The second result concerns an old problem of LaCoO3. Motivated by recent high magnetic field experiments we have performed model calculations in order to test the hypothesis that the observed meta-magnetic transition is a field-induced exciton condensation. We found that the temperature dependence of the critical field is indeed compatible with the excitonic scenario, while it excludes the scenario of field-induced spin-state ordering. Furthermore, we have performed analytic calculation supporting the picture of LaCoO3 as a material close to excitonic condensation. The key observation is that the atomic multiplets should not be viewed as states bound to a given atom, but rather as excitons and bi-excitons which can move through the material.

Progress beyond the state of the art and expected potential impact (including the socio-economic impact and the wider societal implications of the project so far)

Spontaneous spin-orbit coupling has been proposed phenomenologically a decade ago. As a side product of our investigation of the two-band Hubbard model we found the realization of the concept in a relatively simple lattice model with local interaction. The spontaneous spin-orbit coupling give rise to reciprocal space spin textures. Such texture found, in other context, application in spin--charge-current control. We are not by far not in the position to propose material specific realizations, but our result opens a new direction. Taken from the other side the result reveals some of the richness of the two-band Hubbard model, which only recently has been systematically investigated by us and a few other groups. We also find it important that we provide simple analytic explanation of our results in the form of generalized double-exchange.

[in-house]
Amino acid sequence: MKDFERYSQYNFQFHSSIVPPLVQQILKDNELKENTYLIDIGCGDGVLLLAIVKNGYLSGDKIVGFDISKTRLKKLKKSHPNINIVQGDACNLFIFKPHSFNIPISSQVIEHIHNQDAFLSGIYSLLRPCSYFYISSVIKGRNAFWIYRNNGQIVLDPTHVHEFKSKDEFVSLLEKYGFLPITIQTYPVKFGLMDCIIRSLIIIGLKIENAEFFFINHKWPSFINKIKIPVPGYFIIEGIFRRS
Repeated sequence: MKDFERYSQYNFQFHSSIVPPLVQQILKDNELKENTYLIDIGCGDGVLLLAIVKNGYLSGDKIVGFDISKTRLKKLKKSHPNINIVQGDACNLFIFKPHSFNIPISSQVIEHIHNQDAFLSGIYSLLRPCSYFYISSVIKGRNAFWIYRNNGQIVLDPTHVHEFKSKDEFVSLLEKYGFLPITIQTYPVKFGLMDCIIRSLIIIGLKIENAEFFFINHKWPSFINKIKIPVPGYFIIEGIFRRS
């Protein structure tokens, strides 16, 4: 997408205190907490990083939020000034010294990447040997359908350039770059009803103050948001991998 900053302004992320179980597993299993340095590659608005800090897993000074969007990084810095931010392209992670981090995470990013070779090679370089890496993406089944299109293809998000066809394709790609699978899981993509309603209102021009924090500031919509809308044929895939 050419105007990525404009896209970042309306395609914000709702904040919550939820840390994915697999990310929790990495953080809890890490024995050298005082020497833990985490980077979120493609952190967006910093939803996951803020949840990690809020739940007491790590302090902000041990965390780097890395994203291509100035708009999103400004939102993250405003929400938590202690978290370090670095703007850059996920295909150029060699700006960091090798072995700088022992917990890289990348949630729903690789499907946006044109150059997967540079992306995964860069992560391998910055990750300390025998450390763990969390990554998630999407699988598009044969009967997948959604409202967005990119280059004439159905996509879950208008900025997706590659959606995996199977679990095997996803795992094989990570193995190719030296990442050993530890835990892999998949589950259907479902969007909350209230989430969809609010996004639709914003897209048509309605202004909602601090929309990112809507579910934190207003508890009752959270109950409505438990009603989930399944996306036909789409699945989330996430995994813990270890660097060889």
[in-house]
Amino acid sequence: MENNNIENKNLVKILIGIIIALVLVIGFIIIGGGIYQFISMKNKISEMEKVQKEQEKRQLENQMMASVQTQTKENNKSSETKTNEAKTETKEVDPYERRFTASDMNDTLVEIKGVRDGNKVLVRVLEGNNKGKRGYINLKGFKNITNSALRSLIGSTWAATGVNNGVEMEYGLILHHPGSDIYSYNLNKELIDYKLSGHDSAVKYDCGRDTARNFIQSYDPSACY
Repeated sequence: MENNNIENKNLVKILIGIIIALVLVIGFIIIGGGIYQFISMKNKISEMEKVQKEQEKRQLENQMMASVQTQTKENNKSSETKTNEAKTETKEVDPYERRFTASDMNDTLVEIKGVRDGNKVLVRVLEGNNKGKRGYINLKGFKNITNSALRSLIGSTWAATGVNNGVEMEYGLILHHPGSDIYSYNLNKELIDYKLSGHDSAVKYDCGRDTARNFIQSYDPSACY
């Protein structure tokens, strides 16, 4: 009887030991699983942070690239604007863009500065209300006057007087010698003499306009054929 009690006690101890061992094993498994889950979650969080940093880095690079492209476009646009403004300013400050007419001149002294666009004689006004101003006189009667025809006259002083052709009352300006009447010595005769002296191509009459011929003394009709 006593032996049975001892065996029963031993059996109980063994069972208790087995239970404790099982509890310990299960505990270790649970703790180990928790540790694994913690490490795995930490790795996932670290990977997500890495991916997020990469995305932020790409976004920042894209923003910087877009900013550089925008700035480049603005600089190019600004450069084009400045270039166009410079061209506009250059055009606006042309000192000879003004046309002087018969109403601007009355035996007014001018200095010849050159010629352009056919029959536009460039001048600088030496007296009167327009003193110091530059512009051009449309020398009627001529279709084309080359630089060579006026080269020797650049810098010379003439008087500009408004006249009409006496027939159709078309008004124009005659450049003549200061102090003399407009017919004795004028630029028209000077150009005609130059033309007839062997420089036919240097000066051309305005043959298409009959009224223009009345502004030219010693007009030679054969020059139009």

LaCoO3 has been studied by many groups for more than half-a-century. The standard interpretation of the experimental results operates with atomic states associated with individual atoms. The unfinished debate is then centered around the ordering of these states on the energy scale, i.e., which is the first excited state, and a possible spatial ordering of these states, so called spin-state order and the lack of experimental evidence for it. The interpretation of our results brings, in our opinion, a substantial change of the paradigm on LaCoO3. While we operate with the same atomic states, we show that some of them become mobile excitons when the atoms form a crystalline lattice. This allows possibilities that were not considered so far, e.g. that the lowest excited state of and atom has a different character than the lowest excited state on the lattice problem. Our proposal has already motivated experimental effort by several groups to verify it. If confirmed this general picture could settle the debate on LaCoO3 and provide a general framework for understanding of other materials.